It’s in the embryonic stage, but being developed by Fort Charlotte Member of Parliament Mark Humes, is a program for a grand inaugural celebration to once again showcase the pioneer sporting stalwarts who made the area, in particular Clifford Park, one of the nation’s hallmark locations.
The wider Fort Charlotte sports environment, with Clifford Park as the centerpiece, included, parts of Chippingham, also the community called Harlem, North Nassau Street, Virginia Street, and Poinciana Hill. I venture that perhaps the general Fort Charlotte area has been the greatest breeding ground for sports icons in the country’s history.
It is my view that the island of Bimini when it comes to producing great Bahamians in sports, best compares to Fort Charlotte.
From this backdrop, Humes is embarking upon a project of immeasurable proportions. Hundreds of Bahamians, males and, yes, females (to some degree) surfaced in Fort Charlotte or (others) converged on the area to build, over decades of the 1930s, 1940s, 1950s and 1960s, a legacy of superlative competitiveness and of a wholesome nature to boot.
Indeed the class that was demonstrated by the athletes and their mentors at Clifford Park and the expanded Fort Charlotte area has never been surpassed.
Names such as Paul and Francis Adderley, Anthony and Vince Curry, Francis Cancino, Andre Rodgers, Edison Armbrister, Simeon Humes, Bummie Albury, Barrie Farrington, Adrian Rodgers, Lionel Rodgers, Raymond Forbes, Harcourt Rolle, Leroy “Uncle Lee” Archer, Skeeter Dames, Tommy Robinson, Posey Gardiner, Sea Egg Taylor, J. B. Malcolm, Cabbage Hanna, Tex Lunn, Roy Dorsett, Hesketh Strachan and so many others, helped to craft the Golden Era of Sports in The Bahamas.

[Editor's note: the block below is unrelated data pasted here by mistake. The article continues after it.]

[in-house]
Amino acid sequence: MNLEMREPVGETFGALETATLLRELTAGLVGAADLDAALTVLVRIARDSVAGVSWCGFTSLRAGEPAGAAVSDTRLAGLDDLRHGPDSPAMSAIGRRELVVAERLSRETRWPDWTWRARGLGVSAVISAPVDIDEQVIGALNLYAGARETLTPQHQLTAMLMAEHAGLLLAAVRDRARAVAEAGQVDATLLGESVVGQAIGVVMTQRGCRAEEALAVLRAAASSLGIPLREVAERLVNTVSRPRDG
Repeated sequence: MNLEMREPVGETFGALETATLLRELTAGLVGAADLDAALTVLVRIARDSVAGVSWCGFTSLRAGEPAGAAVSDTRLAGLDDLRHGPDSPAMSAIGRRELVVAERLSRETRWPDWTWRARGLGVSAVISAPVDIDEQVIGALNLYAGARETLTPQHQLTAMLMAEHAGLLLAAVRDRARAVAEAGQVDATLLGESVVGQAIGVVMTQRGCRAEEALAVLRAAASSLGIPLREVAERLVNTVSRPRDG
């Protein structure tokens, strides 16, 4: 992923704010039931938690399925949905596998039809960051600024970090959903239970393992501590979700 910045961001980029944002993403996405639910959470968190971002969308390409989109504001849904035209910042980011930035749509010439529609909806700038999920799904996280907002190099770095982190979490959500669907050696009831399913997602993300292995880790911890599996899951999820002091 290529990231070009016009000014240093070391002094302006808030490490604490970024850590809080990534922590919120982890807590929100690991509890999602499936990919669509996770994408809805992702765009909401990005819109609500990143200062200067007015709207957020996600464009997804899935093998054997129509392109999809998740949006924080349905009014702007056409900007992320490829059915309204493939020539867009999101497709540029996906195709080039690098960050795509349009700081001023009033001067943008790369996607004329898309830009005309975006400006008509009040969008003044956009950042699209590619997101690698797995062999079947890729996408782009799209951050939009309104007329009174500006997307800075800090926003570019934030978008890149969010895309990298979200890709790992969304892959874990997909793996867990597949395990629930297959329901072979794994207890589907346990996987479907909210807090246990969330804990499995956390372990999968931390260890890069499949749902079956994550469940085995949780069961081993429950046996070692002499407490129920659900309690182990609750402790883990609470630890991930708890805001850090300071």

There was the glittering, though relatively short-lived period of field polo; the commencement of organized baseball and softball; soccer excitement; the Empire Day Track and field Meets; the emergence of the late legendary sprinter Robinson; the early triple jump magic of Hanna; the versatility of “Uncle Lee” as a sprinter and high jumper and later, as the greatest Bahamian soccer player, ever; there were those great rivalry meetings between the Catholic and Government Schools at Clifford Park with Hesketh Strachan starring for the Catholics and Dorsett for the Government school representatives. Fort Charlotte was definitely once synonymous for sports at the highest and most dignified level.
Now, MP Humes seeks to bring the characters and their feats back into the limelight. It is a noble assignment he has undertaken. I look forward to the completed program. I understand however, that it is proposed that annual salutes will take place following the initial celebration, on each occasion, venerable sports contributors of the past being honored.
Best wishes to MP Humes as he goes about recapturing the many elements of sports greatness that shaped Fort Charlotte.